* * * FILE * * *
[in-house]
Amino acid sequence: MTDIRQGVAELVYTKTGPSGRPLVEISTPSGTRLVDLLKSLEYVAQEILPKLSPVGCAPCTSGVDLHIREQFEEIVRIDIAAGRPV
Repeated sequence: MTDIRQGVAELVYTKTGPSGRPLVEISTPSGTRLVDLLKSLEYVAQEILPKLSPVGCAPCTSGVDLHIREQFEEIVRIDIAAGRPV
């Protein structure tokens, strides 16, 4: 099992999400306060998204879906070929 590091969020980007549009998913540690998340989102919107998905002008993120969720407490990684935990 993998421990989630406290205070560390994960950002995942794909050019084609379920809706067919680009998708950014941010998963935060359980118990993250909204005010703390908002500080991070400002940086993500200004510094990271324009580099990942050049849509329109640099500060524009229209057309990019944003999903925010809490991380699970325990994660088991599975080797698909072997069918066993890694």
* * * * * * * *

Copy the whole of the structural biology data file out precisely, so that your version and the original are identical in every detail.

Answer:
[in-house]
Amino acid sequence: MTDIRQGVAELVYTKTGPSGRPLVEISTPSGTRLVDLLKSLEYVAQEILPKLSPVGCAPCTSGVDLHIREQFEEIVRIDIAAGRPV
Repeated sequence: MTDIRQGVAELVYTKTGPSGRPLVEISTPSGTRLVDLLKSLEYVAQEILPKLSPVGCAPCTSGVDLHIREQFEEIVRIDIAAGRPV
């Protein structure tokens, strides 16, 4: 099992999400306060998204879906070929 590091969020980007549009998913540690998340989102919107998905002008993120969720407490990684935990 993998421990989630406290205070560390994960950002995942794909050019084609379920809706067919680009998708950014941010998963935060359980118990993250909204005010703390908002500080991070400002940086993500200004510094990271324009580099990942050049849509329109640099500060524009229209057309990019944003999903925010809490991380699970325990994660088991599975080797698909072997069918066993890694």